Minutes later the House passed the Pearce (R-NM) Mexican Gray Wolf Delisting Amendment. This rider will block federal funding for the critically endangered Mexican gray wolf even though a mere 97 remain in the wild. It will also limit recovery to “historic range,” a range that the political community interprets as "90% in Mexico."

The final House appropriations package will next be sent to the Senate for consideration. After changes made by the Senate are reconciled by the House, the package will be sent to the President to sign it in to law.

Tune in for developments.

Tuesday, July 12, 2016

Urgent - Wolves Need You To Take Action Today

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The Interior and Environment Appropriations bill is expected to be brought to a vote on the House floor tomorrow and and the must-pass spending bill is loaded with dozens of toxic riders taking aim at our air, water, climate, wildlife and public lands. The bill also includes three wolf-related riders. Please contact your House representative today and leave a message urging him/her to:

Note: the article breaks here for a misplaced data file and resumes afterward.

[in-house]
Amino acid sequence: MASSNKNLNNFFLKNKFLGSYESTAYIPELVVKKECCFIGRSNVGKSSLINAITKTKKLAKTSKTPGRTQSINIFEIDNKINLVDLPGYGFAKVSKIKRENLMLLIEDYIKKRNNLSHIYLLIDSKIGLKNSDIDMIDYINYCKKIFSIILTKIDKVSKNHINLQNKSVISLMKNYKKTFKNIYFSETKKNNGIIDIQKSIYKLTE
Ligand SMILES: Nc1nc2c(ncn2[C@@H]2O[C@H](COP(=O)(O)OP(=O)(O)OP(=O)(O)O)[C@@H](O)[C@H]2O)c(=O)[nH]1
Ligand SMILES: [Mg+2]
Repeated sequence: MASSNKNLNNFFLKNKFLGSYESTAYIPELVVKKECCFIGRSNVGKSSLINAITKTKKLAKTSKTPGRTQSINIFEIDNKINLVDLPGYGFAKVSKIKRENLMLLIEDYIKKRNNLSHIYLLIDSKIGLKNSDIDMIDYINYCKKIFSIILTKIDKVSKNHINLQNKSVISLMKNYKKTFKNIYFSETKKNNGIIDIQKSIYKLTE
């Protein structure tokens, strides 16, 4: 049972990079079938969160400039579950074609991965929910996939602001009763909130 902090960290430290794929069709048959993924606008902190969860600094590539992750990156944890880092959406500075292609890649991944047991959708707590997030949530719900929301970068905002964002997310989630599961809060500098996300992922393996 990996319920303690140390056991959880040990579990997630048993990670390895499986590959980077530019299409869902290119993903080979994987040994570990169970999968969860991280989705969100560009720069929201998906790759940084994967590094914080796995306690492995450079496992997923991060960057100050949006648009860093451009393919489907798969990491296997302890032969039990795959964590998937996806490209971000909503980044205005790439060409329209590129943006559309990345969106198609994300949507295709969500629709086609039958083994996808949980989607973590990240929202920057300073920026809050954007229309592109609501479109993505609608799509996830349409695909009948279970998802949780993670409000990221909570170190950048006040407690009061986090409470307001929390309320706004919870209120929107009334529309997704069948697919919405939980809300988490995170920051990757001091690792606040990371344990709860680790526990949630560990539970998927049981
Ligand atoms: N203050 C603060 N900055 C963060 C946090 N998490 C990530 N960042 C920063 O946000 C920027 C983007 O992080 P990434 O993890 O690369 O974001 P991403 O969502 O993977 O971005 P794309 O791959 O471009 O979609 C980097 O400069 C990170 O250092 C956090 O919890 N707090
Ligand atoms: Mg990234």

• Vote NO on the Newhouse (R-WA) National Wolf Delisting Amendment: This amendment would block all Endangered Species Act (ESA) protections for gray wolves in the continental United States by 2017. This species is currently listed as endangered in most of the lower-48 states. While the return of gray wolves in the northern Rocky Mountains and the Great Lakes has been an incredible success story, this iconic American species still only occupies a small portion of its former range and wolves have only just started to re-enter areas like northern California, where there are large swaths of suitable habitat. A national delisting for wolves would reverse the incredible progress that the Endangered Species Act has achieved for this species over the past few decades and once again put the gray wolf at risk of extinction.